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Medical Detox | Making the Choice of Intervention

A while back, possibly September of 2010, I began blogging about a dear friend of mine back in Boston. “Nick” was someone I got sober with, and he was a positive force in my life ever since. A year ago today, he turned fifty, so I called him to razz him about it. Hey, we get small thrills where ever we can get them, right? After all, I am going to turn fifty…er…about four years. I expect the calls.

Over the course of the next few months, ‘Nick’ was physically forced in a detox of sorts, but it wasn’t a medical detox. People, including myself, began noticing strange behavior on his part and we were concerned. He was acting paranoid, defensive, and then attacking. All behaviors I personally experience when we were using alcohol and drugs together. I hadn’t seen that behavior since he got sober.

His closer friends in Boston, ones who had not experienced the using “Nick” were shore it was something physically and mentally wrong with him. The words ‘schizophrenia’ and ‘syphilis of the brain’ were tossed around, but I held firm to the belief it was drug use and that he needed a medical evaluation and then possibly a medical detox. I was an island.

I called friends of his who at one time had been his sober support network. Each of them stated they’d tried but if ‘Nick’ doesn’t want help, then there was nothing they could do. My heart sank, as I was now live more than three thousand miles from Boston. What could I do?

“Nick” went into a facility of sorts, not a medical detox and rehab, but something more along the lines of a mental facility. Thankfully, he had some non-sober friends who loved and cared for him enough to at least do something. He fought, and refused blood work, and any type of treatment, and within weeks he checked himself out, against medical advice. He was acting sane again, but within a week, his paranoid pattern of behavior continued.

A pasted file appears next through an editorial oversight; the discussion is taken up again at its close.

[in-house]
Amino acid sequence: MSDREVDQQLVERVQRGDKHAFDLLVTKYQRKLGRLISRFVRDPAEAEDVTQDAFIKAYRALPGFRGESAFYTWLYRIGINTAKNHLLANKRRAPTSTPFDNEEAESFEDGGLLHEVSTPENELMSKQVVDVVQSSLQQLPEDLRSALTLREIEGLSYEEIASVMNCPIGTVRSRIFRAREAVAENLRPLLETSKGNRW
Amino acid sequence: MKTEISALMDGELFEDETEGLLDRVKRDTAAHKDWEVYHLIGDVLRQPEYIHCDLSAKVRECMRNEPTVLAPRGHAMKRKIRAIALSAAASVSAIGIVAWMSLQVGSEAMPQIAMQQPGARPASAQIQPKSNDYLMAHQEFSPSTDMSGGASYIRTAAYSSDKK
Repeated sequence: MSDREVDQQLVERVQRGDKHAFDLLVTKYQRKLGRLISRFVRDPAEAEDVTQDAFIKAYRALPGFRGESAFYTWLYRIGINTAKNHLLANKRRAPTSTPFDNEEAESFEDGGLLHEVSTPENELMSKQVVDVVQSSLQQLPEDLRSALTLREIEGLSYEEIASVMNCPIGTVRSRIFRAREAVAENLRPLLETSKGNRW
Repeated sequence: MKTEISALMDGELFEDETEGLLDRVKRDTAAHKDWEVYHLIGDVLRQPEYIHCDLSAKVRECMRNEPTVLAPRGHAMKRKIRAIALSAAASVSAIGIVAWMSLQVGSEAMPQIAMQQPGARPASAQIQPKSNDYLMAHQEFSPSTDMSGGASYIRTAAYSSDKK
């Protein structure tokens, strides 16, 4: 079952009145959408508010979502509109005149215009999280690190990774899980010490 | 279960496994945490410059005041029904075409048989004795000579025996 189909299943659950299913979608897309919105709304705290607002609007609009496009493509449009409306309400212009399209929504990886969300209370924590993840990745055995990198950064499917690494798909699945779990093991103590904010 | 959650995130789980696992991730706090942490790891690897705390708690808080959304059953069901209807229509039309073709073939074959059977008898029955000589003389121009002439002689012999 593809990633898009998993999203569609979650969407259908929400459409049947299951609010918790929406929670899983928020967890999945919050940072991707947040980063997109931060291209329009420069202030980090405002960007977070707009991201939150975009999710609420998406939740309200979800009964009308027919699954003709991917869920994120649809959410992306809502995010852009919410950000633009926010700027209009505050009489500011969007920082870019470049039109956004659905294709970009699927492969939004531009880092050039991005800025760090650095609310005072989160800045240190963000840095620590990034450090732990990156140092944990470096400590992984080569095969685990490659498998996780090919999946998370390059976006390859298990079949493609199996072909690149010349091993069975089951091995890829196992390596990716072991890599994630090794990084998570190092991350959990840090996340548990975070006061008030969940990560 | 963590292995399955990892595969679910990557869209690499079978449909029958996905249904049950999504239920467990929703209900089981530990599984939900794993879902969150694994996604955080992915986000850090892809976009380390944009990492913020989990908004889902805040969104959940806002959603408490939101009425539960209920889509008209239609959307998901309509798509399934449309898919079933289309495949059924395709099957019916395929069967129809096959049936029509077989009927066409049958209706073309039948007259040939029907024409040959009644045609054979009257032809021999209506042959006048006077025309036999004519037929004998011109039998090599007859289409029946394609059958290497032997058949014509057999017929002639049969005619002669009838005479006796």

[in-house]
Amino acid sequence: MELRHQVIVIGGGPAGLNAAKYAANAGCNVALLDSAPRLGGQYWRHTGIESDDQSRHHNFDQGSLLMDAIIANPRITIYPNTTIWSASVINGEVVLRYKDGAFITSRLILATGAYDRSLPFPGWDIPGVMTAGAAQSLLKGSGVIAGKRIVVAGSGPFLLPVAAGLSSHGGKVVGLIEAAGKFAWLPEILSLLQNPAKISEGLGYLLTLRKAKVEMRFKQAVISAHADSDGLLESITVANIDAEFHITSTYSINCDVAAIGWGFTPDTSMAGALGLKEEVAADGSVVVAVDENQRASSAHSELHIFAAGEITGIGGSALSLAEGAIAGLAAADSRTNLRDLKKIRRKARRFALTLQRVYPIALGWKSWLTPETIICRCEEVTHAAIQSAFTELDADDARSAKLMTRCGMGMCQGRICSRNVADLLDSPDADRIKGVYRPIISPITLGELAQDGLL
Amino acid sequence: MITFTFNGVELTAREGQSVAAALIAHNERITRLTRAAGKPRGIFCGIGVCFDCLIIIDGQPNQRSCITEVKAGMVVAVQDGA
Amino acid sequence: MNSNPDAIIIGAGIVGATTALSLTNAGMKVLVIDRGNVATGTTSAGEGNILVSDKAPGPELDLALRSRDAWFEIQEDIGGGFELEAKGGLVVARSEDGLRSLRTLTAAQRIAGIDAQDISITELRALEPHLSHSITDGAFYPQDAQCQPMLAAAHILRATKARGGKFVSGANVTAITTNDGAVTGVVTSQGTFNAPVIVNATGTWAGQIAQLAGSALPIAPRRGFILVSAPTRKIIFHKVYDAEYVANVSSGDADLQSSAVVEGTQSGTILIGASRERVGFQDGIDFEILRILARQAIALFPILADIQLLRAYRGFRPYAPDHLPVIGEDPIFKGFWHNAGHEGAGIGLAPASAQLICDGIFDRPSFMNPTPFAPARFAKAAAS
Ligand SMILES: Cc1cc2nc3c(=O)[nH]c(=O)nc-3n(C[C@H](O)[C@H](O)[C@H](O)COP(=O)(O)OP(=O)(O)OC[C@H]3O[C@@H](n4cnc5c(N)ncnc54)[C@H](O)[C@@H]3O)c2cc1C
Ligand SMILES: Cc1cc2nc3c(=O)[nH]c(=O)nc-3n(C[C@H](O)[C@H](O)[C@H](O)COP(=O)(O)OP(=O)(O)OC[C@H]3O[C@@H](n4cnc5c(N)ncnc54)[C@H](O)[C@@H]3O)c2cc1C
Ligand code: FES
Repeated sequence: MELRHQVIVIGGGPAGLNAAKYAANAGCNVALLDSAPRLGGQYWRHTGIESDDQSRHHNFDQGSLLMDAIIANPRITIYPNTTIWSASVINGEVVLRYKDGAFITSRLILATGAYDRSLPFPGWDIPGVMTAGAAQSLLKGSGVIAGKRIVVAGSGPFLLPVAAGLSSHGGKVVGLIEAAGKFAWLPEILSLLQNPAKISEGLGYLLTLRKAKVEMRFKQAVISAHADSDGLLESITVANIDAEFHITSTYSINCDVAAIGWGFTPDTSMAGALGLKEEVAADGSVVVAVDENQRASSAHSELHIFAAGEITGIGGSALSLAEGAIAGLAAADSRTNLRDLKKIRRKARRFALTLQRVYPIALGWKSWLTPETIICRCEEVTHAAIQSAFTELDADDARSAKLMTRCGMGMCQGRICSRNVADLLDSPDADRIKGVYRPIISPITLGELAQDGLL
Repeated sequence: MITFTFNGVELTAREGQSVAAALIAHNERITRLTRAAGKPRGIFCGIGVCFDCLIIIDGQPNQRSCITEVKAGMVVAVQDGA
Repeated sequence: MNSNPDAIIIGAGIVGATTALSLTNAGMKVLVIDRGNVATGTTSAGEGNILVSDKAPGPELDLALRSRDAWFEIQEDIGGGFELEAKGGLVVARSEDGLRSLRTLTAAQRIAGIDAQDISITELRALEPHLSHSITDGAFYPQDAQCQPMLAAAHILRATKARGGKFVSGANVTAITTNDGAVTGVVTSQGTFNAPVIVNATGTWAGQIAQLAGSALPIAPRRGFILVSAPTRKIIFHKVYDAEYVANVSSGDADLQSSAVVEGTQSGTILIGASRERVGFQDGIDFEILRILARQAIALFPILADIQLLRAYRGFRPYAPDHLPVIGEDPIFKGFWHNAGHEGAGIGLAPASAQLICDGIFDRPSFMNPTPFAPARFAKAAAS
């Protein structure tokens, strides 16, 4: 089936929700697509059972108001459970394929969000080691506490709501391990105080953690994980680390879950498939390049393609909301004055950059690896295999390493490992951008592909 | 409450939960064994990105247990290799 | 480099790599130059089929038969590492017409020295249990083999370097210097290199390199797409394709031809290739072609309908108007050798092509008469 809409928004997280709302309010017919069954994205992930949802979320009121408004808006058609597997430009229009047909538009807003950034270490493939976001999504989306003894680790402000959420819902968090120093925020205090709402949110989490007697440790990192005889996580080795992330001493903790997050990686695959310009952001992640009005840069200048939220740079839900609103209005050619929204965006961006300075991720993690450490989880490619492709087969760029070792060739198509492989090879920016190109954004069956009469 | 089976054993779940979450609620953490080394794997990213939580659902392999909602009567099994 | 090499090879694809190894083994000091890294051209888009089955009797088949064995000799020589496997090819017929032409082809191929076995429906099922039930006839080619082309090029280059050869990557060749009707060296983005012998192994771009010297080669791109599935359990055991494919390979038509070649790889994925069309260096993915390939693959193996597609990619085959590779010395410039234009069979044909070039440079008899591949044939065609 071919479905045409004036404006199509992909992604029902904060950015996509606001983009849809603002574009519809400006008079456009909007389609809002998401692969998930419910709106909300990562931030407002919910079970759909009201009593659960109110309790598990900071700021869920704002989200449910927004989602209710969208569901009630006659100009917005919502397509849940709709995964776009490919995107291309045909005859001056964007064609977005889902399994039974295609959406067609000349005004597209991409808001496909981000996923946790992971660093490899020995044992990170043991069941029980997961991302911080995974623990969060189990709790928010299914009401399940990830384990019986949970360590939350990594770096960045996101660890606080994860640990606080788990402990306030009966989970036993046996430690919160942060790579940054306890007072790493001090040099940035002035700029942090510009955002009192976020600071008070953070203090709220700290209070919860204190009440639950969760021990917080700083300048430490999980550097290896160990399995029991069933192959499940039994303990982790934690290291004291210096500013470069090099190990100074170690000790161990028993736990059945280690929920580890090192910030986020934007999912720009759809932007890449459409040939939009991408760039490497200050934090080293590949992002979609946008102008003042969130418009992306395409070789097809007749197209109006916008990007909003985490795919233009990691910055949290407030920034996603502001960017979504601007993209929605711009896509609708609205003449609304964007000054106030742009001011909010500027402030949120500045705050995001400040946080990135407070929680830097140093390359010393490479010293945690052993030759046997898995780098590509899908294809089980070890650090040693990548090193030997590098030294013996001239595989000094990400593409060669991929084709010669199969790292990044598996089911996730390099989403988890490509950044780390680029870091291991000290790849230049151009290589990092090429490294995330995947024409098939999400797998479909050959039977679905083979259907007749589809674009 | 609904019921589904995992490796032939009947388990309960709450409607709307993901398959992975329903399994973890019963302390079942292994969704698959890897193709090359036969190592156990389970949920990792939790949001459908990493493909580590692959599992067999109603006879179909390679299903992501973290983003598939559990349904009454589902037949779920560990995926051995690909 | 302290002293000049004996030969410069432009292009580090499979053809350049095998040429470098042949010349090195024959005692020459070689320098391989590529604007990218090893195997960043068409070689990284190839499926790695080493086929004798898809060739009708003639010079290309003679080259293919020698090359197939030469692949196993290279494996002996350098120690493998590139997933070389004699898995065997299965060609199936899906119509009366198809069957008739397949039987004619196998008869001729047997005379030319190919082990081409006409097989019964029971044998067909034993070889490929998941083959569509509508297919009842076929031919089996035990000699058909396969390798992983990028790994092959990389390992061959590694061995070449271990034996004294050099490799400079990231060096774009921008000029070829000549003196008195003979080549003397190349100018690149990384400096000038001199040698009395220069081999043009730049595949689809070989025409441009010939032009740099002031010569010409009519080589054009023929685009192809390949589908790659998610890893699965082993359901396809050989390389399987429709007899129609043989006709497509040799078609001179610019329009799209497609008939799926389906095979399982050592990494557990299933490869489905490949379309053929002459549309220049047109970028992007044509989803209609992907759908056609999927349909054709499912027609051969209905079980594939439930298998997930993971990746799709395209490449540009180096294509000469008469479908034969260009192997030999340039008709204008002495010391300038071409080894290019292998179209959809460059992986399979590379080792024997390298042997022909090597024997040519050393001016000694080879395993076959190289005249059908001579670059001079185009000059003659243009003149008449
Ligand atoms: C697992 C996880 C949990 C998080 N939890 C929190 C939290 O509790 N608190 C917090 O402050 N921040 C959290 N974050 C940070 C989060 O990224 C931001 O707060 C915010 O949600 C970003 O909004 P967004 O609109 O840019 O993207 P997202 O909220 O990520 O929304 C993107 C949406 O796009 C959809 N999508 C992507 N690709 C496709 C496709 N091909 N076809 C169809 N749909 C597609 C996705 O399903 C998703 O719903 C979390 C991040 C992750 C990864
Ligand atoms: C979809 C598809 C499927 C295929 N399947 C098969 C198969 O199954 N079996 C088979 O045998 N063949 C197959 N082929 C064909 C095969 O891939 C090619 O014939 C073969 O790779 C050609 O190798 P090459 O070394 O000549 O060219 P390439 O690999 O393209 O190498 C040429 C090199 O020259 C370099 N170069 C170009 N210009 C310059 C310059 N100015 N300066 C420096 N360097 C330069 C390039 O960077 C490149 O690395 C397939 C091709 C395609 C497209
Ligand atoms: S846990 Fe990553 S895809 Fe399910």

This time, though, the police showed up and forcefully escorted him to the same facility. Again, ‘Nick’ was obstinate, fighting the staff and refusing to share anything. According to him, everyone was out to get him and that we were all happy that he was coming undone.

Nothing could be further from the truth. ‘Nick’s’ vast circle of friends was behind him, but he could not see that.

I was racking my brain, my heart was heavy, and it remains the same even today. I made a call to a mutual Boston friend with a hope maybe something had changed. My last call for an update was four months ago. Although part of me hoped and prayed, there would be a change, I knew there probably wasn’t.

I received the news I thought I would. He is still using. Yes, the nay-sayers who believed it was ‘schizophrenia’ or ‘syphilis of the brain’ are now with the belief, and this is because ‘Nick’ told them, that ‘Nick’ is using drugs again.

The topic of an intervention came up, and as I am normally all for that, I don’t know that it would work on his end. ‘Nick’ has a lot of money, a huge pension, and he has always been classified as a loner. So, threats of ‘taking friendships’ away would surely fall on deaf ears.

We are toying with the idea anyway.

So, I ask, has anyone had an experience like this? What would you do?